Last time you heard from us, a third wave of Covid outbreak was about to start, vaccination was slowly progressing across European countries and the microbial control industry had done a lot to ensure the availabilities of disinfectants for the protection of all. If 2020 had seen many policy projects of the European authorities delayed or postponed, it is fair to say that they delivered in this first half of the year.
First, we would like you to take note of the conclusions of the European Commission report on the implementation of the Biocidal Products Regulation (BPR). Overall, the report highlights that the regulatory regime for biocides in Europe is not yet fully harmonised and that it hinders innovation in the sector. The Review Programme for biocides dossiers is still significantly delayed and the call of the industry for more regulatory consistency and predictability is as relevant as ever. More on that in our article below.
Secondly, in May, the European Commission unveiled the long-awaited roadmaps for the revision of two major pieces of legislation for chemicals: the EU legislation on Registration, Evaluation, Authorisation and Restriction of Chemicals (REACH) and the regulation for the Classification, Labelling and Packaging of Chemicals (CLP). These regulations are the two cornerstones of chemicals legislation in Europe and are often used as models in non-EU countries designing their own framework.
As you would expect in this time of great policy change, the MCEC contributed to the stakeholders’ consultations on the revision of these regulations, and a full article is available below which summarises our key comments and questions to authorities. As there is no question that such major legislative changes will impact microbial control, the MCEC is anxious to see that the impact is assessed now and not at the end of the decision-making process: the industry requires regulatory predictability to operate and innovate. For optimum regulatory change it is vital that sound and thorough processes of consultation and engagement are involved.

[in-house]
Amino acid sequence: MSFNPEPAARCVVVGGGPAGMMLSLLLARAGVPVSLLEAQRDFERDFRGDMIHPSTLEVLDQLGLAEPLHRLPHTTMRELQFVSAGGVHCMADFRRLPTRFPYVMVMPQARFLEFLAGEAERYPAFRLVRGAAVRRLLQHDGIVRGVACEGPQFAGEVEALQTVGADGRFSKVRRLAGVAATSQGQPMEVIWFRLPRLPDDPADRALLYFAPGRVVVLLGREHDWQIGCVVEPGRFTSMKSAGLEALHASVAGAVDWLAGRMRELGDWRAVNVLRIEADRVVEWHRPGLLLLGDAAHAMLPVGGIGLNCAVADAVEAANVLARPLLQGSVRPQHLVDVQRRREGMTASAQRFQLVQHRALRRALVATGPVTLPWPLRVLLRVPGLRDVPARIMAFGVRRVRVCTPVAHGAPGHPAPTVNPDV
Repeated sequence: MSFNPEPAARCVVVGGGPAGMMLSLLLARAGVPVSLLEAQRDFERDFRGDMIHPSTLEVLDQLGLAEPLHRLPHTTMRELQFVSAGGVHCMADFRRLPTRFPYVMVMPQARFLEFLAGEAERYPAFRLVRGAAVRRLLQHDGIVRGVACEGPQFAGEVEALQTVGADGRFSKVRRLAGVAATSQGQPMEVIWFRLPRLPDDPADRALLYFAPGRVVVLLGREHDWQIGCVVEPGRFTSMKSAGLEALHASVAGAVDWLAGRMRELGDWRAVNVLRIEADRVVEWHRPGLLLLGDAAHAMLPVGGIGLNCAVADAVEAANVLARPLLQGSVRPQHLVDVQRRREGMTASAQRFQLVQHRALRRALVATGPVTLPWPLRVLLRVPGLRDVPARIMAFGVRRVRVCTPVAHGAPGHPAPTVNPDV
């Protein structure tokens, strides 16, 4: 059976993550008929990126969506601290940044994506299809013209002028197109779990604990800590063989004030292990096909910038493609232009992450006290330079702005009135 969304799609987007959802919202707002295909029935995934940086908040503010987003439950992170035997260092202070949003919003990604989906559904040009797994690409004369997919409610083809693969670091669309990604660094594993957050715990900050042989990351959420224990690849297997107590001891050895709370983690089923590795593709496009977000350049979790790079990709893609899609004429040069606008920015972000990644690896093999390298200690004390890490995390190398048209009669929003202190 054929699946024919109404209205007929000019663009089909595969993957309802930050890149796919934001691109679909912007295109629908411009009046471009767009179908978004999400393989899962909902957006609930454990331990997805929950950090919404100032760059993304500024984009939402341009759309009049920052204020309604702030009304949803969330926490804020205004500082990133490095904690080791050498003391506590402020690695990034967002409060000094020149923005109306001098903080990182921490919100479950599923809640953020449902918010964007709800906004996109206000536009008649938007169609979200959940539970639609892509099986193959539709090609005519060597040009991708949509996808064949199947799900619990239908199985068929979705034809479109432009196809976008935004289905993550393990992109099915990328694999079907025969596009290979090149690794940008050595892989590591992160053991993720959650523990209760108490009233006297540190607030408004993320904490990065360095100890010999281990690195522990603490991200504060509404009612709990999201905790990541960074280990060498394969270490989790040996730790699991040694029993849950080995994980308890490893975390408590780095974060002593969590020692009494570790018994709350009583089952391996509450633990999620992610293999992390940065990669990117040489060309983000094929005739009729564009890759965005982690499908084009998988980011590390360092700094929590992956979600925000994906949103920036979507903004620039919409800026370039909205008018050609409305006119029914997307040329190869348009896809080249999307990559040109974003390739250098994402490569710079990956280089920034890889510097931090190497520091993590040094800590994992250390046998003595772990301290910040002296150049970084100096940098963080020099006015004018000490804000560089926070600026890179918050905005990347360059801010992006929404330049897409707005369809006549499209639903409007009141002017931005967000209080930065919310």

We are now moving to summer time and things may gradually slow down a bit, but the rest of the year will remain busy for MCEC: engagement with politicians on the essential elements of microbial control, the organisation of a workshop with academics and regulators and innovative communications including the revamp of the MCEC website… Stay connected to MCEC to hear more about our work in the coming months.
MCEC President, Global Strategy and Growth Leader for IFF’s Microbial Control Business.
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